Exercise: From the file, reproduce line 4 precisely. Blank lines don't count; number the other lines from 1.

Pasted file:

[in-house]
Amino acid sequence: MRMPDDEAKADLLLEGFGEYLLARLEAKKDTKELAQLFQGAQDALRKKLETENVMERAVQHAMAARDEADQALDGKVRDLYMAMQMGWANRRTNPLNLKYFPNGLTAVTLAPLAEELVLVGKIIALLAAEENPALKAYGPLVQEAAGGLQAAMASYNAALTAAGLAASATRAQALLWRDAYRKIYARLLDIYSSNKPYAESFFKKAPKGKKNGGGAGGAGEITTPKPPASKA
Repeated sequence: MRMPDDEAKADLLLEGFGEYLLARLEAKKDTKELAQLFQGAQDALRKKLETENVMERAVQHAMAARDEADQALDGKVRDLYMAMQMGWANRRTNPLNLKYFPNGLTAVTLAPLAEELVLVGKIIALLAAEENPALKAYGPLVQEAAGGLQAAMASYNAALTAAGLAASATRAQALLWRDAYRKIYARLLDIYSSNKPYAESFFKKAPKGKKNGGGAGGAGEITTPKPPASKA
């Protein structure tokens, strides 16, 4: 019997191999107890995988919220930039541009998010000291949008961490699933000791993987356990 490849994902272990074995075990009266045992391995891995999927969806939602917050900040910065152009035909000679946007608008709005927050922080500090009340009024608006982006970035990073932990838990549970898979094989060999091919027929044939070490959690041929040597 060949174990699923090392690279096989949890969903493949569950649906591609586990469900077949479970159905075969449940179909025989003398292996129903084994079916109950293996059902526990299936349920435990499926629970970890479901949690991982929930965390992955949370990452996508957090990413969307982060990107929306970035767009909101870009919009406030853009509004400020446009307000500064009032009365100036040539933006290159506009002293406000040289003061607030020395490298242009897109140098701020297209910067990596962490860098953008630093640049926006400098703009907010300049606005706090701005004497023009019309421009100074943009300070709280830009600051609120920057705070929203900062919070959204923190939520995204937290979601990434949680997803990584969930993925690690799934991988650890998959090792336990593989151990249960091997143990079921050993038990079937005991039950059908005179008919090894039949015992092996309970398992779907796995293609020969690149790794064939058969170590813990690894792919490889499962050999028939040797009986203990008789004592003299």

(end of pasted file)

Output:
């Protein structure tokens, strides 16, 4: 019997191999107890995988919220930039541009998010000291949008961490699933000791993987356990 490849994902272990074995075990009266045992391995891995999927969806939602917050900040910065152009035909000679946007608008709005927050922080500090009340009024608006982006970035990073932990838990549970898979094989060999091919027929044939070490959690041929040597 060949174990699923090392690279096989949890969903493949569950649906591609586990469900077949479970159905075969449940179909025989003398292996129903084994079916109950293996059902526990299936349920435990499926629970970890479901949690991982929930965390992955949370990452996508957090990413969307982060990107929306970035767009909101870009919009406030853009509004400020446009307000500064009032009365100036040539933006290159506009002293406000040289003061607030020395490298242009897109140098701020297209910067990596962490860098953008630093640049926006400098703009907010300049606005706090701005004497023009019309421009100074943009300070709280830009600051609120920057705070929203900062919070959204923190939520995204937290979601990434949680997803990584969930993925690690799934991988650890998959090792336990593989151990249960091997143990079921050993038990079937005991039950059908005179008919090894039949015992092996309970398992779907796995293609020969690149790794064939058969170590813990690894792919490889499962050999028939040797009986203990008789004592003299």